The Judge on the Decline and Fall of Roman Empire and Future of America

Uploaded by KramerDSP on 03.10.2011

JUDGE NAPOLITANO: Does the government work for us or do we work for the government? What
can history teach us about war and debt?
Tonight, the decline and fall of the Roman Empire and the future of America.
The Roman Empire began as a kingdom in 753 B.C., and by 500 B.C. it had a representative
form of government. A few hundred years later came Julius Caesar, a Roman general who bucked
the Roman Senate and started a civil war that ended with him as the Emperor. By the second
century A.D., the Roman Empire encircled the Mediterranean and went up to Britain.
Also by the second century A.D., the output from Roman silver mines had peaked. Silver
was used to mint Roman currency. It was also traded for silk with India and China. The
Romans were duped by their lust for luxury. While silk was perceived as a luxury good
by the Romans elites who imported it, it was worth much less than the silver being exported
in exchange.
So what did the Roman Emperors do once the availability of silver for currency began
to decline? They debased the currency. They minted coins with less silver in the coins
than the face value of the coins indicated. The Roman government literally stole money
from the populace by literally taking the value out of the coin. They couldn’t borrow
money from China to fund their wars in France. So they operated under the fiction of debased
currency instead.
This didn't last long and eventually it became well known that Roman currency was being debased,
and its value sunk like a rock in a pond. Stated differently, the government lied, cheated,
and stole from its own people; and when they discovered this, massive inflation ensued.
When the value of the coins they were minting began to eat into the economic power of the
Roman elites, they turned increasingly to the military. The Romans had this crazy idea
that they could become rich by fighting wars. They actually thought that by taxing people
and using the taxes to buy military hardware and using the hardware to conquer foreigners
and instilling Roman culture in them, they--the Romans--would be prosperous.
Instead, they spent themselves into a decline they couldn’t get out of. The Romans elites
had become accustomed to a lifestyle only available to them from cheap labor and government
theft; and the masses were kept placated by the bread and circuses the Roman Emperors
gave away due to the wealth they had stolen through inflation and taxes.
Sound familiar? It should. The United States is the most powerful force in the world since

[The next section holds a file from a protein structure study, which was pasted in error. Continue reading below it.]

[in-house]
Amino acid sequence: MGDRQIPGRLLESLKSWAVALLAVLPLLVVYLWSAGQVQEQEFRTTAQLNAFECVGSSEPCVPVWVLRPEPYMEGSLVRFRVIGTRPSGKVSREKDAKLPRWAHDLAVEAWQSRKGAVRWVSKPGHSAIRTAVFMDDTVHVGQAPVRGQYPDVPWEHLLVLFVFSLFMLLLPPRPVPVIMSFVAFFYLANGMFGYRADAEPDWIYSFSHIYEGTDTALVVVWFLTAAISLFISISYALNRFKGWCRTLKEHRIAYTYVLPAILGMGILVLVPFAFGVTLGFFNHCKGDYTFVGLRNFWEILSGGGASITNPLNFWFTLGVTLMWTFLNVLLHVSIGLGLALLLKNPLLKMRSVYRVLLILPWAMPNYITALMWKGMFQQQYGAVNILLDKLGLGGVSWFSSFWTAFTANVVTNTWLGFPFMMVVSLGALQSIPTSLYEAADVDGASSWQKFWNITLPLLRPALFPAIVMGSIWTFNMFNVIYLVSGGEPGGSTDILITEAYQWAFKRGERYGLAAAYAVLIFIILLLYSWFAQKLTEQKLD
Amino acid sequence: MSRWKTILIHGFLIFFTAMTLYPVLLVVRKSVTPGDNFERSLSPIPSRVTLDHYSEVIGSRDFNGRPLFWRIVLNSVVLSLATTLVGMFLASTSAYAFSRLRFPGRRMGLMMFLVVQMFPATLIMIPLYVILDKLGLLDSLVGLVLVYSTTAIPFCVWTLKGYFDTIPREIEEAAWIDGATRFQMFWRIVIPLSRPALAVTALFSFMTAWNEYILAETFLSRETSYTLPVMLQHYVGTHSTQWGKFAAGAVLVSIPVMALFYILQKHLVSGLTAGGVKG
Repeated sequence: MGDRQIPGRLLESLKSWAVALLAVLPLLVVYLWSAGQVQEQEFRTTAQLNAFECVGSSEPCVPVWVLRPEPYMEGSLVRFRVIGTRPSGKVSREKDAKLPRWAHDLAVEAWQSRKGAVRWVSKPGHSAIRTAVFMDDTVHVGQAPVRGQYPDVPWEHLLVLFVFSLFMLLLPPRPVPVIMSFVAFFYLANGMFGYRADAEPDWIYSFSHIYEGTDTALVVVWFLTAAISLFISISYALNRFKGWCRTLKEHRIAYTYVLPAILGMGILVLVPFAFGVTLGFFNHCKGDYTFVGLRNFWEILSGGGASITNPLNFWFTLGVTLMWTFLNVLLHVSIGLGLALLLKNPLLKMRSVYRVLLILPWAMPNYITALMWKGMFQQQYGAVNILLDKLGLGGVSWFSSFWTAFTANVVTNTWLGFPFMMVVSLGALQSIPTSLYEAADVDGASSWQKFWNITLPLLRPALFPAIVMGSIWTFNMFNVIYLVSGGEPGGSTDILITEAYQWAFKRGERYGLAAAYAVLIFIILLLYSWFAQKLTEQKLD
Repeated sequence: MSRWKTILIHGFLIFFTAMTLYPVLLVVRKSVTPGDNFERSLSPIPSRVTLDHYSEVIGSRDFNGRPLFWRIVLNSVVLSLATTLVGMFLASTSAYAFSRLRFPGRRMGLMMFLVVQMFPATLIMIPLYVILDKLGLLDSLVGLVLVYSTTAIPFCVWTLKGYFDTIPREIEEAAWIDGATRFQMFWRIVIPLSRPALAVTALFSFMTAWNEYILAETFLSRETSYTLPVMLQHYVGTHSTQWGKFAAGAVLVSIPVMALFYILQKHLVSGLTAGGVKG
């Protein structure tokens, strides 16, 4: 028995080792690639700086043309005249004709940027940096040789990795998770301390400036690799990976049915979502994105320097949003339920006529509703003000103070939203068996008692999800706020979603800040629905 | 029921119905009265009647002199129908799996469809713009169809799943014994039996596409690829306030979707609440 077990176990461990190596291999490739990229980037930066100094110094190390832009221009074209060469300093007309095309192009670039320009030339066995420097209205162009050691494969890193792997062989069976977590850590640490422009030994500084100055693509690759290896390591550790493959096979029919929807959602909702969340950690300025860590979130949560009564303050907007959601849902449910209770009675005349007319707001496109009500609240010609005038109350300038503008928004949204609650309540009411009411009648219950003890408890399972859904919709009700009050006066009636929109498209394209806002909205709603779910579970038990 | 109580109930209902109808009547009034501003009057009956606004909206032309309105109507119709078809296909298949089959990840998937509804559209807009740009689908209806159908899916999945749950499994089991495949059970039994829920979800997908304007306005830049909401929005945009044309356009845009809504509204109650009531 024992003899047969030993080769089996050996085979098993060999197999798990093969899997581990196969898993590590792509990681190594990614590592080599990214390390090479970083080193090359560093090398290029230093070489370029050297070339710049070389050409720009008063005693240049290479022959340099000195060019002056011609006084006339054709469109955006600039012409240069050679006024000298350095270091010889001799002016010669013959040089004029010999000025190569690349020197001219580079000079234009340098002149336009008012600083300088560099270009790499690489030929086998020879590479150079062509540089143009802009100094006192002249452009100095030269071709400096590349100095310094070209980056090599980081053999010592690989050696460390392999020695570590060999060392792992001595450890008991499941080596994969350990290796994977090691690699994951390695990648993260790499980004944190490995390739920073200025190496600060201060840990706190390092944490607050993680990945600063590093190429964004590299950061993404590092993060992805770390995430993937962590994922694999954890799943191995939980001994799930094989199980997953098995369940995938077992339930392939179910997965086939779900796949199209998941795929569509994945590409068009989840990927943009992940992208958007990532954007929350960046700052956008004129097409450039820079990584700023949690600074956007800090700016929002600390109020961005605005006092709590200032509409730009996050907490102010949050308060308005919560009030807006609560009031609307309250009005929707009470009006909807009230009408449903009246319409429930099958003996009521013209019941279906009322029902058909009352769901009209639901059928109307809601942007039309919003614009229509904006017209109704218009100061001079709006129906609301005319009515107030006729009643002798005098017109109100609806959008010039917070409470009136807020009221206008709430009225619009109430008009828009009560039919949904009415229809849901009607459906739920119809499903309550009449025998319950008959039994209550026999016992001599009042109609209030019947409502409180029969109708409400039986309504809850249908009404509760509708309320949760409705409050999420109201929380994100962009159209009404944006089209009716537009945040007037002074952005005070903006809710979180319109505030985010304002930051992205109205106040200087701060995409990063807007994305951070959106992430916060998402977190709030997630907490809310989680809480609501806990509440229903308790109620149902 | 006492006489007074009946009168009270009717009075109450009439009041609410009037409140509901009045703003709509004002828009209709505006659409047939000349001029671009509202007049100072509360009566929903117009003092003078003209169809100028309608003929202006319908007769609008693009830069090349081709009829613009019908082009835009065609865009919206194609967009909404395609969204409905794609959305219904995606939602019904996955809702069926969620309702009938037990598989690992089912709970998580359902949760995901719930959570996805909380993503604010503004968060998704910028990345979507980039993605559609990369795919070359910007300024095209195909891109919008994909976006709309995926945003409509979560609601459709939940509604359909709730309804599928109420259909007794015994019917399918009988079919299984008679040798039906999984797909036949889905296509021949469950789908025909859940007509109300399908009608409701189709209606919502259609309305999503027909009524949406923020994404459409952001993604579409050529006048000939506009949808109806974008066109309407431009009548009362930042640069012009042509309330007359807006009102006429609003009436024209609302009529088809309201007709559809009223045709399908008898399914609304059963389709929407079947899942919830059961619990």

the Roman Empire. We have 900 permanent military installations around the world. And we are
going down the same road as the Romans. We are expanding our empire through wars of choice,
devaluing our currency, and allowing the government to bribe us with the money it has stolen from
But, unlike the Romans, the Federal Reserve doesn’t even pretend the dollar is backed
by anything other than the government’s word. The government’s word: Who would trust
that? And yet, that doesn’t curb the Federal Reserve's ability to debase the currency by
printing trillions of dollars of it.
What's more, the U.S. government devalues its currency at a rate the most ambitious
of the Roman emperors couldn’t imagine, because the federal government can also borrow
against its future. In Roman times, there were no such things as credit cards.
But the federal government has a credit card. Right now it has used up its $14.3 trillion
dollar line of credit. President Obama wants to extend that for nearly the hundredth time,
up to 17 trillion, so we can go down the Roman road of decline a lot faster.
We have wars of opportunity in five countries, none of which were declared by Congress. We
have a President who tells the people he is bringing the troops home, and generals who
don’t like it, and economists who advise the President tell him that war is the health
of the state. We have a President who, as I speak, is dining at the most expensive restaurant
in New York City, with folks who are playing $38,000 a plate, whom he once called fat cats;
while one in seven Americans is on food stamps and one in ten adults is out of work.
Will we learn from history or will we join the Romans in the dustbin of history; a history
of once great peoples who spent themselves into oblivion? Want to spend ourselves into
oblivion, like the Romans? Just raise the debt ceiling and keep borrowing. Want to stop
the madness? Just say no to more debt. It’s up to us. It’s up to you.
From New York, defending freedom; so-long America.